Mohd Nor Azrin Md Zain, counsellor at Malaysia's embassy in Pyongyang, hugs members of his family as he returns home from Pyongyang, at the Kuala Lumpur International Airport in Sepang, Malaysia March 31, 2017. REUTERS

Putrajaya’s tit-for-tat instrumental to the success of negotiations

MALAYSIANS held hostage by, firstly, a hermit, rogue nation and, secondly, Abu Sayyaf terrorists, have come home safely in recent days. From Pyongyang, North Korea, families from Malaysia’s diplomatic mission there were released after intense negotiations between Wisma Putra and its North Korean counterparts. Meanwhile, those held captive for over eight months by the Abu Sayyaf in southern Philippines, under threat of death on a daily basis, were rescued by the Philippines security forces under orders from their president to “wipe out” the terrorists using “full force”. Pivotal to both successes is the diplomatic relations Malaysia has developed with the Philippines and North Korea, proving that the country has an effective foreign policy under the stewardship of Prime Minister Datuk Seri Najib Razak.

While the Philippines, as a sister Asean nation, can be expected to be friendly with Malaysia, North Korea is, tactically, more complex. With a reputation for being gung-ho, a go-it-alone foreign policy if need be, Pyongyang challenges the international norms of diplomacy and law, almost begging to be isolated by the international community. Indeed, the even-keeled bilateral relations with Pyongyang has soured somewhat, as a result of the suspected murder of the North Korean leader’s estranged half-brother at klia2 in February and the resulting controversy. Even until the very last moment, Pyongyang had insisted that the dead man was not Kim Jong-nam, the half-brother of North Korea’s Supreme Leader, Kim Jong-un, but that he was Kim Chol, the passport holder — this is indicative of the complexities of dealing with Pyongyang. Granted, Putrajaya’s decision to play the tit-for-tat game was instrumental to the success of the negotiations, more importantly though it demonstrated that while Malaysia is pacifist and neutral, she is no pushover. The prime minister has shown his hand twice, his ability to handle situations beyond delicate on the international scene. When Flight MH17 was shot down over East Ukraine, he had negotiated access to the scene of the crime and the release of the remains of passengers and crew. Stepping into the fray obviously is his forte, and when he represents Malaysia, a relatively small nation of middle income economy, his accomplishments suggest that the prime minister is a well-respected figure, someone other leaders do not ignore.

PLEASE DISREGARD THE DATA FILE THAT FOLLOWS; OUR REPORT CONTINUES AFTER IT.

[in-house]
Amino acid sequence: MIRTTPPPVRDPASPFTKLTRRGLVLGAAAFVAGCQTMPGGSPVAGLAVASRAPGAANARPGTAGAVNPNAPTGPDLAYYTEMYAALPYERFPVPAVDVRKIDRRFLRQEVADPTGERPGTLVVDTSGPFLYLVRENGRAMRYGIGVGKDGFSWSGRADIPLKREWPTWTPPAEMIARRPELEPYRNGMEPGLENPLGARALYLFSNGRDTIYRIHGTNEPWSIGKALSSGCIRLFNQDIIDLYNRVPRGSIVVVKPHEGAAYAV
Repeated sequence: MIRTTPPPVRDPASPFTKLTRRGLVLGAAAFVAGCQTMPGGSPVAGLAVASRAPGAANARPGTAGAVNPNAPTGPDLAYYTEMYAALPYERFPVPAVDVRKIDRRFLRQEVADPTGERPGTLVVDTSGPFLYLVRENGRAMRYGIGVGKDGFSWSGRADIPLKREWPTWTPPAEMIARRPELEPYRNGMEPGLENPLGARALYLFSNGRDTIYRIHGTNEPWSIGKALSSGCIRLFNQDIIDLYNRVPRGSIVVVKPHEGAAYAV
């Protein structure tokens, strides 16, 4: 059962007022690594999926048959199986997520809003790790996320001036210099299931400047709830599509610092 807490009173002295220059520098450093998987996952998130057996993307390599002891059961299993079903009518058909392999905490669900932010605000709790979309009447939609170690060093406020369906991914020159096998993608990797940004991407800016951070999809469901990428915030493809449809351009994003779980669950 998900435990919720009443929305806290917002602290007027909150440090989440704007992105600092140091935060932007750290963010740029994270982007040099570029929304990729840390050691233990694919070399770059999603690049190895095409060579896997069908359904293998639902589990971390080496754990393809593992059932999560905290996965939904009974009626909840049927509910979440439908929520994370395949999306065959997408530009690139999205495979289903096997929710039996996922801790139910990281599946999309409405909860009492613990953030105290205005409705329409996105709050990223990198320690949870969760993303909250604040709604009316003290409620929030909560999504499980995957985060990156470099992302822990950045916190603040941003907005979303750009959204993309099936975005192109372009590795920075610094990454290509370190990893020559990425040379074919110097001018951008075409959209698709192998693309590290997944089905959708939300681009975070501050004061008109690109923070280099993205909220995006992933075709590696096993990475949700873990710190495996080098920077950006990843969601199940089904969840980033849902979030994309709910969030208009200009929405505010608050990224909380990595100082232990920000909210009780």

Of course, the hostages flown out of Pyongyang expressed nothing but gratitude to the man who ensured their safety. North Korea can be very unpredictable. Malaysia, as one of North Korea’s few friends must also have played a part. While not the warmest, the policy of visa-free travel between the two countries shows Putrajaya’s prudence given that Malaysia is a trading nation. For Pyongyang not to appreciate this hand of friendship would be just too incredible. Nevertheless, if, as alleged Kim Jong-nam was assassinated, then Pyongyang’s abuse of the friendship is not appreciated. Malaysia must make that sentiment known to Pyongyang in no uncertain terms.

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